Alrighty then. It's two days until Blizzcon, time for some hardline predictions, and for me to put my chips on the table.
First off, let's look at the playing field:
-SWTOR is ticking down to launch, apparentlyborrowing a lot from WoW (8-digits of safety is hard to ignore) except the heavy hitting legendary Star Wars IP. They are still a reason for Blizz to up their game, but all Blizz has to do is "something" innovative to counter the SWTOR "threat". The one major "innovation" I have heard coming out of SWTOR is perfectly in line with my major prediction, so keep reading!
-Many MMOs that have innovative (or "new to the foreground") features that WoW does not possess have done exceptionally well for themselves with the minor exodus in the wake of the highly experimental Cataclysm. Blizz gambled on "let's make it hard, because gaming matters", and people who play games for reasons not tied to raising their blood pressure or dealing with a stressed out, abusive community went elsewhere, myself and some of my friends among them. I have no problem admitting that Cataclysm, in taking itself too seriously, was too hard in the wrong ways. Yes, I called for that, I was even eager for it, and no, I did not expect it to do what it did. Blizz and I both gambled and "lost" on Cataclysm. Time for a change.
-And change is rolling into position! Guild Wars 2, like WoW in an EQ-dominated industry years ago, has built itself around "what WoW does wrong" without outright saying it. Attacking every sacred cow WoW holds up out of habit, from guild monogamy to community co-dependence, no one is forcing WoW to innovate and evolve quite like GW2 is. Don't believe me? WoW pretty much swiped GW2's personal customization engine right out from under ArenaNet's nose, and improved upon it before GW2 was even launched. Blizz is watching GW2. While GW2 is free (monthly) and not designed to addict you through continued monetary investment, like the subscription model, let's be honest here, it's the best "catch flies with honey" strategy ever, as gamers only have X hours in a day, and will only seriously commit to one of these two titles. Why buy the cow when you can get the milk for free? I do not expect WoW's subscription model to change, but I do have predictions based on this "need to act" position the above scenarios have put WoW in.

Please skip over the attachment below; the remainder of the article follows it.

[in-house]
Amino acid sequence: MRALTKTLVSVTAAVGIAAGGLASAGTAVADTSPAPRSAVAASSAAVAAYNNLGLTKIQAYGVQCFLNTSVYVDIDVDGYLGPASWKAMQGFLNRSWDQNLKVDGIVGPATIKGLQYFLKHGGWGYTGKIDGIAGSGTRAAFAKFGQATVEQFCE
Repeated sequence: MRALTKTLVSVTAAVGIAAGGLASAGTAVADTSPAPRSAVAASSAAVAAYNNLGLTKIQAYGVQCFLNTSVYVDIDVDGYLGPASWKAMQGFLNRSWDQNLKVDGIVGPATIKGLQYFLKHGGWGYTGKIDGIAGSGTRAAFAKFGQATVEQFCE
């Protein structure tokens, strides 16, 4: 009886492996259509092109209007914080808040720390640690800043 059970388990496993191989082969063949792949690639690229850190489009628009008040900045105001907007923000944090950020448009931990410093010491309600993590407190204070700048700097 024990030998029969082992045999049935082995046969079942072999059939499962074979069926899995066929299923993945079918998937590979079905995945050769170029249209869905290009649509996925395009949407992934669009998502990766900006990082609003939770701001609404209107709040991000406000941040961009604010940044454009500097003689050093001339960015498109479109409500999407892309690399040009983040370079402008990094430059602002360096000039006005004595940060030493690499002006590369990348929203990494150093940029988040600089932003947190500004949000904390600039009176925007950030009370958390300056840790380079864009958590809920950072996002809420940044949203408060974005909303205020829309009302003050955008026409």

Before I get to the predictions, I do feel I have to say that even my own "musts", "needs" and "haftas" are hyperbole. WoW could just add levels and areas and would stay "strong" for years, indeed perhaps even until they were "done". Loud voices would rage and scream, but eight digits take a long time to degrade, perhaps just long enough for "Titan" to show up. That being said, I don't think WoW will phone this one in. Here's what I think *will* happen:
Something for "me".
Blizz is great at putting out stuff for your friends to enjoy together, that's a large appeal for MMOs, but in trying to get folks to return to that "playing with friends" foundation, they encouraged the same "recruit warm bodies" problem that has plagued this stagnating community, and indeed genre, for far too long. Guild levels and rewards are a great idea, and I'd like to think my happy little guild used them right, we stayed true to our core concept, and took progress as it came, like a gift, not a goal, and certainly not a mandate. The problem with guild levels is the same as the inherent "group or you're nothing" element of the game: the competitive nature of WoW. It's a number, to put next to other numbers, and so guilds still expand beyond their "intent", and we're back with the same mess. What WoW needs is to realize the mess they made and throw a bone to the folks that see this happening, and aren't buying it. Guilds, grouping, and playing with others need to go into the "optional" category, so they happen out of desire, not out of competition. The greatest innovation of GW2 is that no one "needs" each other, so every grouping is (in theory) formed out of a sense of "want". If your guild disbands, (in GW2's vision) it doesn't logistically hurt you. If no one is online from your friends list, it doesn't logistically hurt you. You therefore guild and befriend only those you want to, not the ones you "need to". It's time WoW PVE worked away from players playing against each other and toward playing with each other. Do I support rewarding the logistical headaches of group organization? Absolutely, but not to the degree WoW is founded on, it needs to change.